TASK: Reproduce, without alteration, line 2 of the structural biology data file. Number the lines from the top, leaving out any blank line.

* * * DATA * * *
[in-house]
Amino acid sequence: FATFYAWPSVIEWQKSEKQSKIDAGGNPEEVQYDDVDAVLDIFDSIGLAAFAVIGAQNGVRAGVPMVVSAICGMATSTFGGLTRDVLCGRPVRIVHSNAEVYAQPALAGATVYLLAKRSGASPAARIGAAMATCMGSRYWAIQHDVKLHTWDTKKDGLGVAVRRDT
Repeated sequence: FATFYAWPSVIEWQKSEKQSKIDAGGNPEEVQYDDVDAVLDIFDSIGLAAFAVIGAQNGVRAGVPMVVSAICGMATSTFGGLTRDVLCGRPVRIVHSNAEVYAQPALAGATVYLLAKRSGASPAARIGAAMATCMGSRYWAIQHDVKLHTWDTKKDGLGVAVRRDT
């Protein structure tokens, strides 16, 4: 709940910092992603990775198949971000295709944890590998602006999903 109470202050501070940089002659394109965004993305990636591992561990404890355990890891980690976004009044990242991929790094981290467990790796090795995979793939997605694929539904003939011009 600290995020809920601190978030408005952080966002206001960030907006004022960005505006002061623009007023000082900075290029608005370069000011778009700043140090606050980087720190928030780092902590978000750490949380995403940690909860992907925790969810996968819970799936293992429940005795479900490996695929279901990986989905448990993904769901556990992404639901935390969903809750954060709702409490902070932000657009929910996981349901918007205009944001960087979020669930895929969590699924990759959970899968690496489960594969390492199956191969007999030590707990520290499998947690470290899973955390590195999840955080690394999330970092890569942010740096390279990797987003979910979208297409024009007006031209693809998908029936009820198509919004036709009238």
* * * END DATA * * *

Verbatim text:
Amino acid sequence: FATFYAWPSVIEWQKSEKQSKIDAGGNPEEVQYDDVDAVLDIFDSIGLAAFAVIGAQNGVRAGVPMVVSAICGMATSTFGGLTRDVLCGRPVRIVHSNAEVYAQPALAGATVYLLAKRSGASPAARIGAAMATCMGSRYWAIQHDVKLHTWDTKKDGLGVAVRRDT